What do you do when it snows 9″ on top of a few inches still on the ground? You send the dogs outside to play and take pictures.
I love to watch Brandy run. She had a good four years of puppyhood with injured or uncomfortable legs until we could get her the TTA surgeries she needed. Now I know she aches for walks and plays time in the backyard, and even though it’s a little cold she could care less.
Dollar loves to fetch sticks but when the snow is this deep, he can’t find them and it makes me laugh to see his face when the stick he just saw disappears into the snow.
His white fur always looks dirty in the pristine white snow.
Brandy is photographed best in snow and bright sunlight. Her dark features stand out against the snow – especially when she digs her nose in it.
We were sad over the travel warnings and unplowed roads that kept us from visiting family. But being snowed in with green beans and ham is not bad at all.
All week we’ve been eating peanut butter compote bars for breakfast thanks to a bottle of Butler blackberry wine I’ve had on the shelf for months. I received it from an event and considered keeping it for a recipe since I’m not much of a wine drinker. Months went by and it sat there, waiting for me to pick it up and pop open the cork.
Frozen fruits were on sale at my grocery store so I bought up one bag of blueberries, one of the strawberries, and one bag of mixed blueberries, blackberries, and raspberries. A random combination of these fruits would be mixed with sugar and blackberry wine to create a winter compote that can lull the blues out of anyone. You could use any wine you like, fruit flavored or not. I stumbled across a red wine jelly recipe shared on Punk Domestics made from grapes, apples, water, and red wine. It’s one of the few wine jam recipes I’ve seen on the interweb – but it can be done!
BREAKIN’ DOWN THE JAMS
Jams, jellies, compotes, marmalades, butters, preserves – which is which? Serious Eats breaks it all down for you and explains how compotes can be made with fresh or dried fruit and contain more than one variety of fruit. They are also slow cooked in sugar and occasionally have liquors stirred in.
Jams have a lot of sugar, which acts as the preservative when you want to water bath can your jam and eat it at a later date. Compotes can have less sugar and still taste great when devoured within about a month of making. Food52 explains how to make a compote without a recipe, nodding to the fact that compotes are easy going and require less attention to detail.
I only needed 1 1/2 cups of berry wine compote for these peanut butter bars, leaving 4 1/2 cups left. Ice cream, anyone? We’ll get to that later.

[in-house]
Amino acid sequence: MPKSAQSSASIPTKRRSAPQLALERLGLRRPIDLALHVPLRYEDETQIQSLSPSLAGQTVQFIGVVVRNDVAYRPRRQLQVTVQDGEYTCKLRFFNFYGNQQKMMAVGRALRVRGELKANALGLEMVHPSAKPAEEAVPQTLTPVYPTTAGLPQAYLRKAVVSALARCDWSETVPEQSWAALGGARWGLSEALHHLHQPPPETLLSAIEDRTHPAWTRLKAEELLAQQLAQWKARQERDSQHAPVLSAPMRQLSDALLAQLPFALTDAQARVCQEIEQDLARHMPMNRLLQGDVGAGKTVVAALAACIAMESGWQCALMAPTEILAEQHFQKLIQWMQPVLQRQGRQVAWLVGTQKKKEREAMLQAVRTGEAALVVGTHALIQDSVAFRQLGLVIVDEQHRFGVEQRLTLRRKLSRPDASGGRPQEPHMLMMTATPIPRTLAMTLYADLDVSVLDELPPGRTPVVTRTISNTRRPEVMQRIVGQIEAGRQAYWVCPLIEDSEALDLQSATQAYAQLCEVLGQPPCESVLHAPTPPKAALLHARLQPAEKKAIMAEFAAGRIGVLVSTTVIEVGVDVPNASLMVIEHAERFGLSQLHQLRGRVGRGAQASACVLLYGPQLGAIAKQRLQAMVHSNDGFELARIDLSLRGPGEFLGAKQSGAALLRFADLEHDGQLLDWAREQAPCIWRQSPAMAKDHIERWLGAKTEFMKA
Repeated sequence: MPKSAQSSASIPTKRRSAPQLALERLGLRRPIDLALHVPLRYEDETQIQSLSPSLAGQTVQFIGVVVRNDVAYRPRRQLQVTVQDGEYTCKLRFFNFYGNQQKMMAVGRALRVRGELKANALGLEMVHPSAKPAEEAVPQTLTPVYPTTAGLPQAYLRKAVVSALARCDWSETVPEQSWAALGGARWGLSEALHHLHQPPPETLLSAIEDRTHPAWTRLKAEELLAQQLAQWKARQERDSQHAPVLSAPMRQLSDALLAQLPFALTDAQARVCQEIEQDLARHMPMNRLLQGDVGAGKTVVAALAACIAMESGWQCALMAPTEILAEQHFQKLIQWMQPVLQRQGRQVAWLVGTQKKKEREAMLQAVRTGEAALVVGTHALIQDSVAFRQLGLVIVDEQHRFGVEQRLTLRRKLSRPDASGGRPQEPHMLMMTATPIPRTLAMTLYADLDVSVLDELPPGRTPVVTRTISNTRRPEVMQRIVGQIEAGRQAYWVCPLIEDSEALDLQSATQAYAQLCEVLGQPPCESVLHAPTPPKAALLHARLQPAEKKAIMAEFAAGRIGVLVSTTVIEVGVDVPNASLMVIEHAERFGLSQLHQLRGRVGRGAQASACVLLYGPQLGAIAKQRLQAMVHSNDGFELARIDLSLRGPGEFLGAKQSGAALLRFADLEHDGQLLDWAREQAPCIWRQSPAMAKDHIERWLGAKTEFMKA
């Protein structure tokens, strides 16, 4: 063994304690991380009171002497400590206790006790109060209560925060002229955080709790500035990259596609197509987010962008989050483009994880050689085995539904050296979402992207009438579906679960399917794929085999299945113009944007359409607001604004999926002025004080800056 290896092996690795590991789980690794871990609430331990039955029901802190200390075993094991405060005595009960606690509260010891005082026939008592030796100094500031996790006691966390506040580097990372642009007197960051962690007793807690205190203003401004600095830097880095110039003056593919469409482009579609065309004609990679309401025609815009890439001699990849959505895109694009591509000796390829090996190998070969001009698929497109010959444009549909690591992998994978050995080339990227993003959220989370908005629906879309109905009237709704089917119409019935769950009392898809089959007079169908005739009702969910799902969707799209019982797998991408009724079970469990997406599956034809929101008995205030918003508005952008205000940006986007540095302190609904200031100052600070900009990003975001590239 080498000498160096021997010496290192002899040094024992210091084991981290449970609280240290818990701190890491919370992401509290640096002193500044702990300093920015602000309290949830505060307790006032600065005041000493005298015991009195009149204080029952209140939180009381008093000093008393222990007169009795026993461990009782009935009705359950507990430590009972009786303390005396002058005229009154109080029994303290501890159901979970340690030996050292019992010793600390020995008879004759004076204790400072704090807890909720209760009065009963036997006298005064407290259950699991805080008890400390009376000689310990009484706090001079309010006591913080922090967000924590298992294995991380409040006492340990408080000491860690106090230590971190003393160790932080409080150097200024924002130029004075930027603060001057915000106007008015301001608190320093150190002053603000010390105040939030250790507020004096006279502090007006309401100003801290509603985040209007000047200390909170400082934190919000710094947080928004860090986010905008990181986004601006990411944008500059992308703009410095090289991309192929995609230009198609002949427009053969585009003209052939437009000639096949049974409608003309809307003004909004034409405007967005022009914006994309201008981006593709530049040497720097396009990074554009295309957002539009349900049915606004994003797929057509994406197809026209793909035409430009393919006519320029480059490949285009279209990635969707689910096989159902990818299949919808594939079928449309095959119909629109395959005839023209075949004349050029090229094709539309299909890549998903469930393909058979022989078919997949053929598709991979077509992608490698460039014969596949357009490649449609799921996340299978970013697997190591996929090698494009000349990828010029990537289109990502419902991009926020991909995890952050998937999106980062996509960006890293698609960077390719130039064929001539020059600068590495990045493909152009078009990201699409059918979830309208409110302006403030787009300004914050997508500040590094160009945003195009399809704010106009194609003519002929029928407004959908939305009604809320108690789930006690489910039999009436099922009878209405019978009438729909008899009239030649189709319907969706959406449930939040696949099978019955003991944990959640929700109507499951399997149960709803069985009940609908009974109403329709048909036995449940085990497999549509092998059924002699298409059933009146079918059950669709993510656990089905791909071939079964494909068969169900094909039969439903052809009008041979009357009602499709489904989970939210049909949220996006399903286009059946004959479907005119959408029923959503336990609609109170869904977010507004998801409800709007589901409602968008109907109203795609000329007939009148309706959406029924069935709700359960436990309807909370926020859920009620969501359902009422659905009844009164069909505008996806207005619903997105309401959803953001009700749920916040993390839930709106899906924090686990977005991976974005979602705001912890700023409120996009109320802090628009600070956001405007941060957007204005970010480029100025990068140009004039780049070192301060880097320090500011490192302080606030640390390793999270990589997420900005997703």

Alcohol will thin out your fruit compote but enhance the flavors of the fruit while also adding a bit more sugar. Allow it to simmer on the stove and most of the alcohol will cook off making it safe for kiddos if that’s your concern. My strawberry rhubarb lambic preserves is another example of how wonderful alcohol can be in fruit spreads. (Find a full list of my canning adventures here).
We picked up a jar of creamy peanut butter at Whole Foods and this stuff was so thin and liquidy, it was more like soup than peanut butter. We couldn’t give it to Brandy without dripping it all over the floor. Instead of throwing the jar away, I searched for a recipe that would allow me to use 1 1/2 cups of peanut butter, and the first thing I found was Ina Garten’s Peanut Butter Jelly Bars.
Roasted peanuts, peanut butter, butter… what could go wrong? Absolutely nothing! Ina never lets me down (unlike Martha, whose past 2 baking recipes I’ve tried have been failures). I used slightly less peanut butter because I had already dipped into it a bit, but that didn’t change anything. This recipe was easy and did not require much time outside of making the compote, which I made the day before these peanut butter bars.
Ina calls for 1 1/2 cups of a jam in her recipe. I warmed it up so it was easier to spread on the first layer of batter. You spread one layer of batter on the bottom of a 9 x 13 baking pan as the base. Spread the compote on top, then pinch off pieces of the remaining batter and sprinkle it on top leaving a small amount where your chopped peanuts can fall and stick to the berry wine compote.
BERRY WINE COMPOTE
- 6 cups mixed frozen berries such as strawberries, blueberries, raspberries, and blackberries
- 4 cups white granulated sugar
- 1 cup blackberry wine
- 2 tablespoons fresh lemon juice
- 1 packet liquid pectin
- In a large dutch oven, stir together the frozen fruit with the white granulated sugar. Allow sitting for 30 minutes.
- Stir in the wine and lemon juice. Bring the fruit and sugar to a bubbly simmer over medium heat, stirring occasionally. Let cook for 30 minutes.
- Stir in the liquid pectin and let cook for 10 more minutes. Allow the compote to cool slightly before using in Ina’s Peanut Butter Bars or before storing in sealed jars in the refrigerator for later. The compote will thicken after cooling off.